John Carmack, legendary programmer and key player in the Oculus Rift genesis story, announced recently that he’s won a decisive battle within Facebook to finally release root access to Oculus Go, the 3DOF standalone VR headset launched in 2018.
Carmack says in a recent tweet that users can expect to gain root access “soon,” which will be made available via an unlocked OS build for the Oculus Go headset that can be side loaded. Oculus Go was the company’s last 3DOF headset before transitioning to the Oculus Quest platform in 2019, which offers full room-scale movement in a similar standalone package.
Providing root access will allow Oculus Go users to take control of the headset’s kernel, which will technically allow for a host of things like overclocking (and underclocking) its CPU and GPU, and fully backing up, restoring, or batch-editing applications.
In essence, it’s a way of making sure the hardware is useful for years to come despite being technically surpassed, Carmack says.
“This opens up the ability to repurpose the hardware for more things today, and means that a randomly discovered shrink wrapped headset twenty years from now will be able to update to the final software version, long after over-the-air update servers have been shut down.”
When asked about his thoughts on doing a similar unlock for Oculus Quest at some point in the future, Carmack said this:
“I hope this is a precedent for when headsets go unsupported in the future, but damn, getting all the necessary permissions for this involved SO much more effort that you would expect.”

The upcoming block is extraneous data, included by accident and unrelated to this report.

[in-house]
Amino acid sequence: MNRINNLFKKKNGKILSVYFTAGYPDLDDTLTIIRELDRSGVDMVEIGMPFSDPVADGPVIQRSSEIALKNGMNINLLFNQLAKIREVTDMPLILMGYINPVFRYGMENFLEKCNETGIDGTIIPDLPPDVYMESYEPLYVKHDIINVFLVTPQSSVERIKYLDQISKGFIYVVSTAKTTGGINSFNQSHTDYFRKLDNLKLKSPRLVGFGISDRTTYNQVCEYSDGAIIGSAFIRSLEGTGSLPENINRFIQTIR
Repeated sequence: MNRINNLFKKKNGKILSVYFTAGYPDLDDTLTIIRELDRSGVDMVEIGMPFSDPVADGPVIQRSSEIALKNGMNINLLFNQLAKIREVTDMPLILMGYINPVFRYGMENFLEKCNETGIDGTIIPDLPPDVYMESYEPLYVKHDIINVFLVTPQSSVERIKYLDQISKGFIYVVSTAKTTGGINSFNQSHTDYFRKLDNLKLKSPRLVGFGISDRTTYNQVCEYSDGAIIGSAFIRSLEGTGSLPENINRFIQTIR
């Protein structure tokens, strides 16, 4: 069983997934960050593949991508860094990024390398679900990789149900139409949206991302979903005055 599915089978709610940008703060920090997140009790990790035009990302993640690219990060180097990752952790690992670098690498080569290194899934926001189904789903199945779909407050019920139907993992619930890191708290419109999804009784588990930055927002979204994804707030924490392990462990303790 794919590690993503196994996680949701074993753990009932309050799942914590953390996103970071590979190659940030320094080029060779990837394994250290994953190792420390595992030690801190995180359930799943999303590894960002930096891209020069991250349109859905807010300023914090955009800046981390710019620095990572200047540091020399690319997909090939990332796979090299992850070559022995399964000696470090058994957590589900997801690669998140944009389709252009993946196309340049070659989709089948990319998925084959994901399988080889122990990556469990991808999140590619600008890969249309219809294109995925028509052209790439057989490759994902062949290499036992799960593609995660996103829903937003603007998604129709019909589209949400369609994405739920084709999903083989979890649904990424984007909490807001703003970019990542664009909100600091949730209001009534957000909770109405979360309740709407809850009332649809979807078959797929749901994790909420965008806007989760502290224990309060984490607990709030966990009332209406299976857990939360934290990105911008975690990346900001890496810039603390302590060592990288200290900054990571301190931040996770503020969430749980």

Pushing authorization through to finally unlock Go apparently wasn’t an issue with Facebook’s legal time, Carmack says.
“Legal wasn’t problematic — FB lawyers are surprisingly cool about a lot of efforts that you might expect pushback on.”
So much may not be true with Quest hardware though, as the platform is likely to continue on with what could be the alleged launch of Oculus Quest Pro soon, which would suggest a continuation of backwards compatibility with Quest software, and an increased lifespan of the headset’s unique Android-based OS.
The fight to unlock Oculus Quest has seen its own controversy since the headset’s launch of Quest 2 in 2020. The introduction of forced Facebook logins for all Oculus devices moving forward has created added incentive for jailbreaking teams to try their hand at unlocking the company’s flagship VR headset.
A high-profile Quest 2 jailbreaking team claimed success only a few months after launch, and was later openly discredited by an alleged co-conspirator. It’s still not clear what’s happened with the jailbreak; it hasn’t materialized yet.